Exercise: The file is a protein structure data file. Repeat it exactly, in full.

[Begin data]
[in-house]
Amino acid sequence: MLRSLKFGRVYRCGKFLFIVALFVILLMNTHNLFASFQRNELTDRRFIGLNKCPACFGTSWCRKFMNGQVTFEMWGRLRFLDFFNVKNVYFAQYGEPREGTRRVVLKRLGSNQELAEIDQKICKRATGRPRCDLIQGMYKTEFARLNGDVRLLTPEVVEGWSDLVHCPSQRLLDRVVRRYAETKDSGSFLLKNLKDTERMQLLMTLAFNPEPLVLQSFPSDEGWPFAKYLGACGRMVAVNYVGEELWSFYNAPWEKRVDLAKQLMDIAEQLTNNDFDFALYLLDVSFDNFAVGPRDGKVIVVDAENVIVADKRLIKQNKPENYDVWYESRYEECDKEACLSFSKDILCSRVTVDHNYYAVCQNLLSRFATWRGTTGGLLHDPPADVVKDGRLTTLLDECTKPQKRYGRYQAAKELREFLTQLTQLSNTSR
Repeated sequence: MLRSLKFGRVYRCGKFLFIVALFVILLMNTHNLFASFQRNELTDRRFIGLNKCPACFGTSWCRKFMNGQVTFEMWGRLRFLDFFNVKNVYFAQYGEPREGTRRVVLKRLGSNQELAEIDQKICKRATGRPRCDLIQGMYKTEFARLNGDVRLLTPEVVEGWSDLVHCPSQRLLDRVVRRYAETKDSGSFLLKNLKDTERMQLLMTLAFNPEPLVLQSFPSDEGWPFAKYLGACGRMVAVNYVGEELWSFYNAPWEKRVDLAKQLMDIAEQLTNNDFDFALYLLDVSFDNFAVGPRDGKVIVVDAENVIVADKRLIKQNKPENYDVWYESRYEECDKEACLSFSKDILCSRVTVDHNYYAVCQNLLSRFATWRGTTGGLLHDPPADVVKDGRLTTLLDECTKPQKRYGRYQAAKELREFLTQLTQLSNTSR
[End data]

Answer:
[in-house]
Amino acid sequence: MLRSLKFGRVYRCGKFLFIVALFVILLMNTHNLFASFQRNELTDRRFIGLNKCPACFGTSWCRKFMNGQVTFEMWGRLRFLDFFNVKNVYFAQYGEPREGTRRVVLKRLGSNQELAEIDQKICKRATGRPRCDLIQGMYKTEFARLNGDVRLLTPEVVEGWSDLVHCPSQRLLDRVVRRYAETKDSGSFLLKNLKDTERMQLLMTLAFNPEPLVLQSFPSDEGWPFAKYLGACGRMVAVNYVGEELWSFYNAPWEKRVDLAKQLMDIAEQLTNNDFDFALYLLDVSFDNFAVGPRDGKVIVVDAENVIVADKRLIKQNKPENYDVWYESRYEECDKEACLSFSKDILCSRVTVDHNYYAVCQNLLSRFATWRGTTGGLLHDPPADVVKDGRLTTLLDECTKPQKRYGRYQAAKELREFLTQLTQLSNTSR
Repeated sequence: MLRSLKFGRVYRCGKFLFIVALFVILLMNTHNLFASFQRNELTDRRFIGLNKCPACFGTSWCRKFMNGQVTFEMWGRLRFLDFFNVKNVYFAQYGEPREGTRRVVLKRLGSNQELAEIDQKICKRATGRPRCDLIQGMYKTEFARLNGDVRLLTPEVVEGWSDLVHCPSQRLLDRVVRRYAETKDSGSFLLKNLKDTERMQLLMTLAFNPEPLVLQSFPSDEGWPFAKYLGACGRMVAVNYVGEELWSFYNAPWEKRVDLAKQLMDIAEQLTNNDFDFALYLLDVSFDNFAVGPRDGKVIVVDAENVIVADKRLIKQNKPENYDVWYESRYEECDKEACLSFSKDILCSRVTVDHNYYAVCQNLLSRFATWRGTTGGLLHDPPADVVKDGRLTTLLDECTKPQKRYGRYQAAKELREFLTQLTQLSNTSR